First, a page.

marshall47

Hey there, I can share my personal experience with you. My neighbor has a Doberman and he was considered a "warlock" Doberman by the breeder. He weighs 105 lbs and is a male. While he is quite large and muscular, he doesn't seem to have any health issues that we know of. However, I do know that his breeder was known for breeding larger Dobermans, so I'm not sure if that played a role in his good health. I think it's important to do your research on the breeder and ask them questions about their breeding process to ensure that the dogs are being bred responsibly and with the dog's health in mind. Hopefully, this helps!

annie.kuphal

Hello everyone, I had a "warlock" Doberman that weighed around 110 lbs and I can attest that his size played a large role in his health issues. He had trouble breathing and would often get winded after even light exercise.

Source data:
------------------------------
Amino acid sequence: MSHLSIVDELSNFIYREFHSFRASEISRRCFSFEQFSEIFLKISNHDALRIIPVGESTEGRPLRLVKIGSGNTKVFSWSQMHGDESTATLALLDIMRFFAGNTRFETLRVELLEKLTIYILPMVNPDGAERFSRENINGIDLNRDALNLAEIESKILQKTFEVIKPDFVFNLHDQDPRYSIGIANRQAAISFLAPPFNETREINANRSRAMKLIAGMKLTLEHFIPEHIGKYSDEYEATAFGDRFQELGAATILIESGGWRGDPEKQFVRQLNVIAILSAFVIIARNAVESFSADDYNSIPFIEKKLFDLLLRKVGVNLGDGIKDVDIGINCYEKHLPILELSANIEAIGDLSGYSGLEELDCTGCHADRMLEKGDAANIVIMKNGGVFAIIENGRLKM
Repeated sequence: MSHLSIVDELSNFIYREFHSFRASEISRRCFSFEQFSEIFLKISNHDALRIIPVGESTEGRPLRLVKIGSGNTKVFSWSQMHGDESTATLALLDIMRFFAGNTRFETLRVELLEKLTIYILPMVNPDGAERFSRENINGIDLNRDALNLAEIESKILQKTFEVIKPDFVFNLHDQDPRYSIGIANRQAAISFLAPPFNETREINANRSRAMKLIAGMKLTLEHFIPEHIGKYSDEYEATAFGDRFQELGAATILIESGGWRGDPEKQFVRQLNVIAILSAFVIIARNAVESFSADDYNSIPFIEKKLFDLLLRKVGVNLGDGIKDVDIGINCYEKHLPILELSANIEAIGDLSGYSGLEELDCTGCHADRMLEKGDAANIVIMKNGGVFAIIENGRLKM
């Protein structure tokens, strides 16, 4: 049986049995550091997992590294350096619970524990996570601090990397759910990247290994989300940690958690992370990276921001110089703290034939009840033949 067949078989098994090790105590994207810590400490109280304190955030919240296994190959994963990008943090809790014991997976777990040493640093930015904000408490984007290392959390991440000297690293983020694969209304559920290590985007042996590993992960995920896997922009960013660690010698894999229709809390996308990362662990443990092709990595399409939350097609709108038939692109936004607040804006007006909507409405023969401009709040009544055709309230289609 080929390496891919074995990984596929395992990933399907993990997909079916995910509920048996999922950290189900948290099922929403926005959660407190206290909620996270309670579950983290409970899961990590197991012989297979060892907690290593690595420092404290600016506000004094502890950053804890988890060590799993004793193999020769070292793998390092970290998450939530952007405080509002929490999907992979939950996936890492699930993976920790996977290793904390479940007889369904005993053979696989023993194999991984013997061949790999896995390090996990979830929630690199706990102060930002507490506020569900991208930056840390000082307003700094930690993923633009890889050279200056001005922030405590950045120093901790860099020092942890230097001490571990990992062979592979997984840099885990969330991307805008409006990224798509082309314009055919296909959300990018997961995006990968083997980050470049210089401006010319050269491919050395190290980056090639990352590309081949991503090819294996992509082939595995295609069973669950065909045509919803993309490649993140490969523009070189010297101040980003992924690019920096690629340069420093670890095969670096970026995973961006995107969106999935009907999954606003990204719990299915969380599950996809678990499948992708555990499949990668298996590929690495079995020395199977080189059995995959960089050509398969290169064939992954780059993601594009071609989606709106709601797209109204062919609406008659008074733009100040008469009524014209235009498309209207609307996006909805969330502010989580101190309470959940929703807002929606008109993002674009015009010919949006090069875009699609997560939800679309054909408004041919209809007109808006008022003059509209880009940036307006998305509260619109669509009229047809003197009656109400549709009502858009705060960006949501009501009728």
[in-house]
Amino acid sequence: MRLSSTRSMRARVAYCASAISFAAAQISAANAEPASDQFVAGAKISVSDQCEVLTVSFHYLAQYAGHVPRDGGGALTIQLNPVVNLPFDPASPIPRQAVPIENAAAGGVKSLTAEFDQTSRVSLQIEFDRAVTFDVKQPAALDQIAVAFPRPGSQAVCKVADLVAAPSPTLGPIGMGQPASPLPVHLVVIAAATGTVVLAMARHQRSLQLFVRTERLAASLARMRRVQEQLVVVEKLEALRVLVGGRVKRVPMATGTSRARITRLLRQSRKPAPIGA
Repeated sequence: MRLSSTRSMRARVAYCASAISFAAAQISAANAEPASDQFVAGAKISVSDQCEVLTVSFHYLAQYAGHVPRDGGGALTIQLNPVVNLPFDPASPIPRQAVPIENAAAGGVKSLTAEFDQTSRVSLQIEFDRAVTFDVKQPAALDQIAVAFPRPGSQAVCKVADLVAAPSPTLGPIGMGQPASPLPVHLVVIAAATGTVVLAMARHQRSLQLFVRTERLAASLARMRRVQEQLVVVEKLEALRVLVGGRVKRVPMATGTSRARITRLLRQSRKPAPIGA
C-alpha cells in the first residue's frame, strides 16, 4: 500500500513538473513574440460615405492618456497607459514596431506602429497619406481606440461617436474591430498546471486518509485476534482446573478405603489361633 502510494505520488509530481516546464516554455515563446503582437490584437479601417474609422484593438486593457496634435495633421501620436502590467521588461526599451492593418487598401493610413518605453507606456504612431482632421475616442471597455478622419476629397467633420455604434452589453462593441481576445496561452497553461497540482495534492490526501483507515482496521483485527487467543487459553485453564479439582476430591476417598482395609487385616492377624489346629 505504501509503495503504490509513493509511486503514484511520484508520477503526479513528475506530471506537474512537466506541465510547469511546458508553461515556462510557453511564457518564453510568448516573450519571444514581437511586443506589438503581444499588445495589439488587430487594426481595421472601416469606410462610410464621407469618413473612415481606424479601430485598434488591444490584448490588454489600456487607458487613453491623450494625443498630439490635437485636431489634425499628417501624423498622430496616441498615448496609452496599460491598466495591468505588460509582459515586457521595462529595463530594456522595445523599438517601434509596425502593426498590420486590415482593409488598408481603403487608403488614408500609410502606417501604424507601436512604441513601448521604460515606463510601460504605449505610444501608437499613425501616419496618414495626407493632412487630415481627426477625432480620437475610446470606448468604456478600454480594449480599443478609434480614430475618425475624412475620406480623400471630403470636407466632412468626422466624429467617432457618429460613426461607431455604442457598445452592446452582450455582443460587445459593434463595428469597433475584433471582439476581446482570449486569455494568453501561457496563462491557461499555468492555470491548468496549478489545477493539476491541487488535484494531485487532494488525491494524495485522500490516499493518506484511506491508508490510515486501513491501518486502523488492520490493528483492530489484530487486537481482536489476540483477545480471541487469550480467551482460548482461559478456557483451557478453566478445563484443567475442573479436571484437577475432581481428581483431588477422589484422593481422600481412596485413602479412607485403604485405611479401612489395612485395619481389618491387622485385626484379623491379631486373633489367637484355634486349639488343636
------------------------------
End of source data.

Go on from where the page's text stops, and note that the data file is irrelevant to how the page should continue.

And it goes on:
Additionally, he had joint problems that made it difficult for him to get around easily. These issues were exacerbated by his size, as carrying around that much weight was undoubtedly hard on his body.

When I first got him, I was drawn in by his impressive size and muscular build, but I quickly learned that it came at a cost to his health. Though I loved him dearly, I could see that his quality of life was diminished due to his health issues.

If I could do it all over again, I would prioritize health over size when choosing a Doberman. While it's tempting to want a dog that looks impressive, it's not worth risking their happiness and well-being.

pjacobs

Hey everyone, I used to have a Doberman that weighed around 110 lbs and he was definitely a "warlock" Doberman. He was bred to be significantly larger than the average Doberman, typically weighing 80-90 lbs. While I loved my dog dearly, I have to admit that he had a lot of health problems that were directly attributed to his size.

He had trouble breathing, especially when exercising, and he had joint issues that resulted in him being less active as he got older. His size also made it difficult for him to fit in the back of our car comfortably, which made traveling with him a bit of a hassle.